3. too stoopid to be a lawyer. didn't they teach her how to do research in college, so she could, like, evaluate these things first?
  4. nurseprnRN

    claiming "against my beliefs" for immunizations?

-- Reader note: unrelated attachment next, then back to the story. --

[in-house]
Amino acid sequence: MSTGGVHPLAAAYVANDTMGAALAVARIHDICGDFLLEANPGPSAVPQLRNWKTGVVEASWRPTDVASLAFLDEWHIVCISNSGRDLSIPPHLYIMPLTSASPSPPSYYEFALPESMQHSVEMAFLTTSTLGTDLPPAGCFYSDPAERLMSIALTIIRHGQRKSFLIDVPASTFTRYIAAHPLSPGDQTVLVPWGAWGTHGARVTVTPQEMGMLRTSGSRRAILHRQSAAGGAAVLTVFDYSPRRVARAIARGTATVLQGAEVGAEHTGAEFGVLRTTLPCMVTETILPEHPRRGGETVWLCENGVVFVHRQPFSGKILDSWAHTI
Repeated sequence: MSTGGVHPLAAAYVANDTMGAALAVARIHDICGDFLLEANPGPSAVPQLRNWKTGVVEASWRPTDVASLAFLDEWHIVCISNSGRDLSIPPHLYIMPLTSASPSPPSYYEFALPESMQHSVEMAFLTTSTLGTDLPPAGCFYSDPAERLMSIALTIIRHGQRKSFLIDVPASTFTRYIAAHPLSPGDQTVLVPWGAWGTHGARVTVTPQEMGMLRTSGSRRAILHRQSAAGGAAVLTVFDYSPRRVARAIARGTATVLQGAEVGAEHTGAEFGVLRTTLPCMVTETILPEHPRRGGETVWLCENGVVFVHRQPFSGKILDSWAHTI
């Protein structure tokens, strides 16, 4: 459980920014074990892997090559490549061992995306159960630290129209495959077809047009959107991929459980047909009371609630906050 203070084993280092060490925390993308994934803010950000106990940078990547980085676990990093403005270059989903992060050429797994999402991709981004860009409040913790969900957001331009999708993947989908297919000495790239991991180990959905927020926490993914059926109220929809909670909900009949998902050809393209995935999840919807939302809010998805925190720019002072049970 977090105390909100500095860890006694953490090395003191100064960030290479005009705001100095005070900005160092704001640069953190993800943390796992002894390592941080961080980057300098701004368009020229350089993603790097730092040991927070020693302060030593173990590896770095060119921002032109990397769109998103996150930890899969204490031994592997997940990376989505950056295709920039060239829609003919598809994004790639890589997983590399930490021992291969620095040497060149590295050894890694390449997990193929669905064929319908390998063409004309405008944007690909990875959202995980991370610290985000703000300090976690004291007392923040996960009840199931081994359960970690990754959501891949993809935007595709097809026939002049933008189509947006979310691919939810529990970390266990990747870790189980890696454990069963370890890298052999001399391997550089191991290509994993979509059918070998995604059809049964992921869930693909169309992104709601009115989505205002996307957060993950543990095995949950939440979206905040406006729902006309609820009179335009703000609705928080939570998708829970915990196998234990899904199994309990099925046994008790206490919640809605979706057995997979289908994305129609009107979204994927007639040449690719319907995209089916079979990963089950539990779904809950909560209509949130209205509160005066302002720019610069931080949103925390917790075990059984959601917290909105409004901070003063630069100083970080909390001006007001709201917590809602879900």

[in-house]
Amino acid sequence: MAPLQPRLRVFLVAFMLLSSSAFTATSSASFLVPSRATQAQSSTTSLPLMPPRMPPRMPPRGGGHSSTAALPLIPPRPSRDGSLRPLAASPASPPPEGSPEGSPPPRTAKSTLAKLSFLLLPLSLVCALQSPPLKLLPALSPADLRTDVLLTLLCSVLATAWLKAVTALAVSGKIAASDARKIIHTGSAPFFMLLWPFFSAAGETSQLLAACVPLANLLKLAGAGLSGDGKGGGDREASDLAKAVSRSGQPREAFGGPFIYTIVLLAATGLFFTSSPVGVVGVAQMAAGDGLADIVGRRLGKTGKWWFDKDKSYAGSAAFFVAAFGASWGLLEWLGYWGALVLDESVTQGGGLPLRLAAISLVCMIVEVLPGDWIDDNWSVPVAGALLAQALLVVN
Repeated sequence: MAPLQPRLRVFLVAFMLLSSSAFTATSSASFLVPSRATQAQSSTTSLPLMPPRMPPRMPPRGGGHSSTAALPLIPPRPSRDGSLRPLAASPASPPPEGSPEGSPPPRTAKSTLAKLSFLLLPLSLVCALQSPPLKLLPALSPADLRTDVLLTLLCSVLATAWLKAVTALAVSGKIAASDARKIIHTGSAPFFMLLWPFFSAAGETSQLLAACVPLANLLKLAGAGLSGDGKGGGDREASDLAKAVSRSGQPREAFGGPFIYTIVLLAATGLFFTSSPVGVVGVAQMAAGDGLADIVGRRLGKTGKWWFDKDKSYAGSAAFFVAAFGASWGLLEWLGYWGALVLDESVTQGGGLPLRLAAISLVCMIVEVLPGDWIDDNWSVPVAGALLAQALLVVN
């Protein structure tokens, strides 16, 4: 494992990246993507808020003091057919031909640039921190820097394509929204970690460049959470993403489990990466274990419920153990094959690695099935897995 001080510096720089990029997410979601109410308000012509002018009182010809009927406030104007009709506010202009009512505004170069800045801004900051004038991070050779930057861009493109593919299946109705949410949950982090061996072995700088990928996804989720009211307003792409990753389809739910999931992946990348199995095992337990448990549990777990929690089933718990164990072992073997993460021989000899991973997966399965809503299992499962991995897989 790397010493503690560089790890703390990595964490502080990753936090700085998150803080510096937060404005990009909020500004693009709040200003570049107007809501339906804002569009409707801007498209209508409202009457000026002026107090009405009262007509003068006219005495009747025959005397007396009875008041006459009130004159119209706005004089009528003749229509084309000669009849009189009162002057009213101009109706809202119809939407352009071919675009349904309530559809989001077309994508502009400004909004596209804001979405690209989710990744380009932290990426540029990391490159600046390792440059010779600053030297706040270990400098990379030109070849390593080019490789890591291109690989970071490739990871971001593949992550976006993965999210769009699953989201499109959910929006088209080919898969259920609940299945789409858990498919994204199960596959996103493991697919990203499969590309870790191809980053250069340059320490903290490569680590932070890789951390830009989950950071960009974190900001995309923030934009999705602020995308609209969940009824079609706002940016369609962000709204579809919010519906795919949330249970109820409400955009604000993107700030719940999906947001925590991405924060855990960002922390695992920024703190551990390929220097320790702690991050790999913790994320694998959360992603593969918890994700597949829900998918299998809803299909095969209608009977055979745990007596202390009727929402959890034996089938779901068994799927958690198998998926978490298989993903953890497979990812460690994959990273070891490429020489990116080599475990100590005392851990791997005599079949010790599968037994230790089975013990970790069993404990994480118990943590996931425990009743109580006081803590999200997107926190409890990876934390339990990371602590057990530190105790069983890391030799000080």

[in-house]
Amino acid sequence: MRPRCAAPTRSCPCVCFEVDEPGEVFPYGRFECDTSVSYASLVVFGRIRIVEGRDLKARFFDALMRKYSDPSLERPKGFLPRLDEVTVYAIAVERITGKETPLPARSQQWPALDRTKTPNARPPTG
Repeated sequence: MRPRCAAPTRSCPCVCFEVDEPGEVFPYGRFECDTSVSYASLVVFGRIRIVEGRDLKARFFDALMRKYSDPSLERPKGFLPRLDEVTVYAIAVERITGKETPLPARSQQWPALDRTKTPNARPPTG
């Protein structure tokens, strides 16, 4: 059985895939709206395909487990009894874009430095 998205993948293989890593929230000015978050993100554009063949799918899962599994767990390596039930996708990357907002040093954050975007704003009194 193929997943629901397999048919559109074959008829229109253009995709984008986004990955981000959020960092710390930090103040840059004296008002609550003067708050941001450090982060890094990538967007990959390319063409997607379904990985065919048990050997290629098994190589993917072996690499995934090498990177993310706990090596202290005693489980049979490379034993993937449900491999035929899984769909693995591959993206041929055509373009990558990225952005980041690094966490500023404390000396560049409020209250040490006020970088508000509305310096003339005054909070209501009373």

although you can play any card you want, there are many hospitals (if not most) and other health care facilities that won't let you in the door as an employee or student without titers that indicate you are not going to be carrying preventable infectious diseases to their vulnerable patients. you can complain about it all you want, but they are allowed to have bona fide rationales for this kind of refusal, and they are right to do it. so. wanna be a nurse? and yes, that doc that published the lancet paper claiming mercury in vaccines caused autism has been thoroughly, thoroughly debunked, and has withdrawn his paper. he withdrew it. there's no mercury compounds in vaccines anymore anyway, even though there is and was no credible evidence it was harmful. so your friends' home schooled kids are "incredibly healthy." they don't get out much, do they? if they're planning on staying down on the farm all their lives, they might avoid exposure to infectious disease. but if they get into town to go to the museum, go away to college, or ride in a greyhound bus, you can kiss that goodbye. there's a reason they're immunizing for "childhood diseases"-- get them as an adult and you are a lot sicker. as i was born before 1957, i had the big ones-- chicken pox, measles, rubella, and mumps, and scarlet fever too. i remember them all. as a nurse, mother, and now grandmother, i am amazed that people think that these are harmless and that vaccination is orders of magnitude worse. they have no memory, as i do, of their classmates' mother having spontaneous abortions or blind babies when their kids brought home rubella in mom's first trimester (if they, the mothers, hadn't had it themselves), or babies born dead or deaf from measles, or teenagers who somehow escaped mumps as children only to become permanently sterile when their testes were fried. my uncle did that. or being kept inside in the summer because it was thought that polio would get you if you went swimming-- i remember classmates with braces. i can now, as a parent, imagine the terror my parents must have felt for us when summer rolled around-- they knew kids in iron lungs when they were young. there are still some alive in them, after all these years.the first oral vaccine came in when i was in junior high. my mother grew up in a very isolated area and was home schooled (they lived on a mountain where my grandfather was a mining engineer) and so she never had chickenpox as a child. (she got good and sick with measles when she was sent away to boarding school as a teen.) when i brought chickenpox home from kindergarten, my 2 year old brother got it-- and so did my six-week-old baby sister, because although she was breastfed she got no immunity from my mother, who lacked it. and my mother was very ill indeed, with pneumonia and permanent neurological damage to her eyes, and at 6 weeks postpartum, too. i had a boss who got chickenpox as an adult and damn near died of it when she grew the pox lesions in her lungs. no laughing matter, i promise you. at our house we had measles and mumps the same spring-- i can't remember who had what first, but one of us had mumps while the other two had measles (sister was in the hospital with asthma, so she missed out on all of it), and then two weeks or so later we all the the one we didn't have before. quite a spring. both of my kids had chickenpox in a rare fall outbreak-- it's usually a disease of springtime. they were sick, but they did fine with it. in immunoincompetent kids (like kids with chronic diseases, cerebral palsy, leukemia or other malignancies...) it's life-threatening. and of course, when we get old and become relatively immunoincomptetent, we'll be at risk for shingles- another condition that doesn't sound too bad until you know somebody with it. you know how your foot burns as it recovers from being "asleep" after you've crossed your legs and compressed the peroneal nerve in the back of your knee? you can stand it because you know it will be fine in a minute, but it hurts like a sunuvab**** for that minute, doesn't it? that's nerve pain...and shingles is nerve pain caused by the varicella (chickenpox virus) that's been living in there since you had chickenpox as a child. it wakes up and expresses itself along a nerve root distribution-- you can look up "dermatomes" and see where they could be. imagine that burning pain reaching from your spine all the way around your chest like a handful of flaming fingers...and it doesn't stop in a minute, it goes on for weeks, and the skin over that dermatome breaks out like one huge chickenpox lesion. that's shingles. there is a vaccine for elders for it now, with variable effectiveness (because you have to have a good immune system to make antibodies from getting a vaccine, and elder immune systems can be a little weak). but how much better would it be if the kid never got it in the first place. people have no idea what it would be like in about two years if there were no effective vaccines for these diseases, because they have no cultural memory of them and they know them only from cartoons. ta'int funny, mcgee, as my grandmother (who lived through the 1918 influenza epidemic) would say. getcher fool immunizations and be done c it.